I found very little information about Fatima Tamrrakchit online. From what I gather from YouTube and TikTok comment, she died at a young age in April 1998.

There is another singer with the same name who is currently active but who should not be confused with the first Fatima Tamrrakchit.

Digital Mastering Note: I used the new "Mastering Assistant" that was released in the latest update of Logic Pro X. Part of the tool is an AI-driven analysis that can produce a custom EQ for whatever you're working on. Sort of freaks me out, but it's also kind of amazing. I used it here, and I think it sounds pretty good. You can find all of these tracks on YouTube, if you don't like this. (The YouTube clips are probably from a better source than my tape here anyway, but y'all come here for a bit of that analog patina, right?)

Hope you and your loved ones are well. Praying for a just peace.

Fatima Tamrrakchit فاطمة تمراكشيت

Production Disco cassette PD47

A1 Takat Ah Igh Trgha Dora
A2 Dounit Ra Tzri
B1 Or Sarn Orrigh Lhob

B2 Awino Samhiyi Samhaghak
B3 Lhem Ortn Sol Nra

FLAC | 320


Saturday, November 4, 2023

Aziza El Menkassia - Special Gnawa II emoluV

I had asked the tape seller if he had any Gnawa tapes. He pulled down this one, popped it in the deck for me, and pushed play. I thought to myself this seems to me like anti-Gnawa. I wanted the warm, woody, resonant rumble of the sintir and call & response vocals of full-throated baritones. What I got was some crazy electro-drum-and-synth driving home the perpetual Moroccan chaabi 6/8 beat, and a young lady leading the call and response vocals. And yet the j-card read "Special Gnawa" and had pictures of Gnawa musicians on it, so I grabbed it, figuring it would at least be interesting to figure out what about this music signified "Gnawa".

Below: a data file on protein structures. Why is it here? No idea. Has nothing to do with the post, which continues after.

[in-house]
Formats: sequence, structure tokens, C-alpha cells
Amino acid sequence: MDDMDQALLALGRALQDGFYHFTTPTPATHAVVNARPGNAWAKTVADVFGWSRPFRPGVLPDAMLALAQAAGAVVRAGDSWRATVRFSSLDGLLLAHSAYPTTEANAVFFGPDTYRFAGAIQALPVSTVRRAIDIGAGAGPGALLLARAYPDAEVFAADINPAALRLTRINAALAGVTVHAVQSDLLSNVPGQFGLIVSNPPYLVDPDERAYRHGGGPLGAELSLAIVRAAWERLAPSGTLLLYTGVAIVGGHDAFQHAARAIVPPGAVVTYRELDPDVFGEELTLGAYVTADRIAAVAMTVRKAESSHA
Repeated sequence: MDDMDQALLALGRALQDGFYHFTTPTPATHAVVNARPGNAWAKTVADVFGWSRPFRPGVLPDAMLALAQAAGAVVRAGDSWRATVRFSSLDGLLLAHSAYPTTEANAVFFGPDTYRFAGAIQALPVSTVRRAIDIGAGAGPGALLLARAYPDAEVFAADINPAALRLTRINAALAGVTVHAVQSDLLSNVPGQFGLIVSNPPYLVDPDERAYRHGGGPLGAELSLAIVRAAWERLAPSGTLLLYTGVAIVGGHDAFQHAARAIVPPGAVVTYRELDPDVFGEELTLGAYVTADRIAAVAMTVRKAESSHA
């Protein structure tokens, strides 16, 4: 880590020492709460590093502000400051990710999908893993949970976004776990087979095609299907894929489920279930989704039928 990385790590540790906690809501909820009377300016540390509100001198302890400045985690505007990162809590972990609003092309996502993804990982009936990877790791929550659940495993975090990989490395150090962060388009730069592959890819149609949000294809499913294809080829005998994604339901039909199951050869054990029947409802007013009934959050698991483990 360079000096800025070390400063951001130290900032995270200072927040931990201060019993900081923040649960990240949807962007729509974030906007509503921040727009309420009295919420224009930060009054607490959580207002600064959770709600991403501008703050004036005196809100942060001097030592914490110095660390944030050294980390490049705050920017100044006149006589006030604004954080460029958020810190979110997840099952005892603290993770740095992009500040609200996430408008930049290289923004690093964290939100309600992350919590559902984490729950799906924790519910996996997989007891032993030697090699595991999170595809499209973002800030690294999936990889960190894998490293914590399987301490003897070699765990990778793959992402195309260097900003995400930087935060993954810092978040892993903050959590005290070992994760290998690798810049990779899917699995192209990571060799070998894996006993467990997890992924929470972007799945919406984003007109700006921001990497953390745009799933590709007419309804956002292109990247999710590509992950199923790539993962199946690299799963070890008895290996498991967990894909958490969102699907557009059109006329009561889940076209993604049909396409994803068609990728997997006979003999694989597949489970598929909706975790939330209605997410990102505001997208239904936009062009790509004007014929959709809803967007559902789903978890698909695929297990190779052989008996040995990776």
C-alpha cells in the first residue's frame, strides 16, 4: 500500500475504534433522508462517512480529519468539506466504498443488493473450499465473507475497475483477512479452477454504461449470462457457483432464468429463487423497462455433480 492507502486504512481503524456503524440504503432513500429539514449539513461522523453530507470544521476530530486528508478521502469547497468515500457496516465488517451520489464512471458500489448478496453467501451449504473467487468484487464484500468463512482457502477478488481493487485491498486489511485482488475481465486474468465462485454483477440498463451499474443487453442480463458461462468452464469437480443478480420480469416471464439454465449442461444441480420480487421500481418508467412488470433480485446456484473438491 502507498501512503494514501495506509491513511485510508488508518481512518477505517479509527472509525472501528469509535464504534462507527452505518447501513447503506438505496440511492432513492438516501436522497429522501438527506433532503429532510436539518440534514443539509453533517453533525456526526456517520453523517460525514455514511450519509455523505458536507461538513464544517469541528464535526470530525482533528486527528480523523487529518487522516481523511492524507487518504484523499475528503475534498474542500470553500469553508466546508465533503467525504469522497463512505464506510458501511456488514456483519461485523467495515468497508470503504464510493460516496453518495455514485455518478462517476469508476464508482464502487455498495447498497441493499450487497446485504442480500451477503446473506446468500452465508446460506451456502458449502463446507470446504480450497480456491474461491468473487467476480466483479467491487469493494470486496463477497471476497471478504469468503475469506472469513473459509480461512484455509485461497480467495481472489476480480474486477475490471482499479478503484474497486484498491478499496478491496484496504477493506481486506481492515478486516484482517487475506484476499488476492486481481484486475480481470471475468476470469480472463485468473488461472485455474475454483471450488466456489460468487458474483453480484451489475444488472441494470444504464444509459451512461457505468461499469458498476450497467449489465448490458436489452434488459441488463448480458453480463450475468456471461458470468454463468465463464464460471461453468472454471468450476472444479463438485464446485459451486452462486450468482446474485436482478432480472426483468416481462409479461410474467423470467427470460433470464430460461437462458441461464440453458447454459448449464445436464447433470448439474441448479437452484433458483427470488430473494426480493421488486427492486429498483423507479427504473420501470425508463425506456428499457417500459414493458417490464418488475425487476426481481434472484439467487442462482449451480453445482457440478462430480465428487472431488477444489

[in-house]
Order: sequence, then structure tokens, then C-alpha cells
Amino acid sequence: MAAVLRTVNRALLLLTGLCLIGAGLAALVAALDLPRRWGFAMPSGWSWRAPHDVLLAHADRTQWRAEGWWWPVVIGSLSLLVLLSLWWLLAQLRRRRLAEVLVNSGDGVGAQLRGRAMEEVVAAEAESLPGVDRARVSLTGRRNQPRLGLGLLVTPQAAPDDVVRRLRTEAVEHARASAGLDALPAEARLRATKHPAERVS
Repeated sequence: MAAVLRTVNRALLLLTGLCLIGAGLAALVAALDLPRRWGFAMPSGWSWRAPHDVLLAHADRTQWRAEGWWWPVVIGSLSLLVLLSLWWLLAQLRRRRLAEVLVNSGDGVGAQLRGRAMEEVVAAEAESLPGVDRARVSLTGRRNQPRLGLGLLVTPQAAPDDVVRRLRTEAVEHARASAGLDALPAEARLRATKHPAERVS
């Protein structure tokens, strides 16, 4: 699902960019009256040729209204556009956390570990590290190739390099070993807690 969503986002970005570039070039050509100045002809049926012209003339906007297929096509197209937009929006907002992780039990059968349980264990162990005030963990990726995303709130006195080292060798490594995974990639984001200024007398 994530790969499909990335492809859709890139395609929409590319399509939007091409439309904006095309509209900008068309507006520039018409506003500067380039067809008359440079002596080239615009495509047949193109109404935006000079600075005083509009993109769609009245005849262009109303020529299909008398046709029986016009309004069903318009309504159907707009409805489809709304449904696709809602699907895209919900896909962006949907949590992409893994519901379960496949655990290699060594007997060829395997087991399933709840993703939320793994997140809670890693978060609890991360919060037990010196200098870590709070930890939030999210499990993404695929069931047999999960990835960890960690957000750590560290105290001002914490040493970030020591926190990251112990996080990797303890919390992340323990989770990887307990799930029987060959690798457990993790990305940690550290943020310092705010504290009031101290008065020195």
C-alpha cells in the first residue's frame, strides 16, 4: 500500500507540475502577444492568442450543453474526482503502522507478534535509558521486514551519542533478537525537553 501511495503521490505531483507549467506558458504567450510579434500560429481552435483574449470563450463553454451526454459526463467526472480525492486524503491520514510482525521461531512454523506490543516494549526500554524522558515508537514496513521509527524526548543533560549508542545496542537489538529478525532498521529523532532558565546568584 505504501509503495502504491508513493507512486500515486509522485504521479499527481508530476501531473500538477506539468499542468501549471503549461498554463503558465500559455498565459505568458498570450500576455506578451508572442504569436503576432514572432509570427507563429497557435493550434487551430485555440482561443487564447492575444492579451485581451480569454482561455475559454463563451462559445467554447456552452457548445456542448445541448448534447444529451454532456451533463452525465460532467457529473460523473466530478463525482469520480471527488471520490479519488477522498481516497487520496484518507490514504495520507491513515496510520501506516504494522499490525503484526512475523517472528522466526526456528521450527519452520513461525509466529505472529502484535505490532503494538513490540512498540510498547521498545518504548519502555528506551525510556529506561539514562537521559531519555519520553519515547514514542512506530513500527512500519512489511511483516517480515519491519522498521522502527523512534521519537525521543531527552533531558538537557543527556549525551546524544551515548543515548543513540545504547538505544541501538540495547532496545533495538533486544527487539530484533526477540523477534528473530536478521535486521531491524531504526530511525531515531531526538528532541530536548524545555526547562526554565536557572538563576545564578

Now after many years of thinking and inking about Gnawa music, I return to this tape. What does my Gnawacized (mguennoui) ear tell me about this tape with the benefit of hindsight (hind-hearing? hind-audition?) Well, one of these songs would be heard during the trance part of the Gnawa lila ceremony, namely "Jilali Dawi Hali". (Type that title into the search bar on this blog and you'll find at least 4 Gnawa tapes that feature the song.) Many of the other songs can be heard at the end of lila ceremonies when Gnawa musicians play the fun popular songs they call chaabi or more specifically Soussia. Despite the Gnawi connotations of this album's songs, the musical arrangements aren't particularly Gnawa-inflected. They are, however, unusual. 
There's not much information about Aziza El Meknassia online, but the good folks over at Moroccan Tapes have shared another tape from this artist. Their description of the unusual rhythmic texture heard in Aziza's recordings is worth quoting here:
"One of her signatures that one can hear across most of her records is a unique way of arranging the typical Chaabi rhythm... [The] driving hi-hat and tam-tam give us a double-time 12/8 feel, while the kick and snare create a half-time 4/4 feel, almost like a rock backbeat (if you hear it the wrong way)."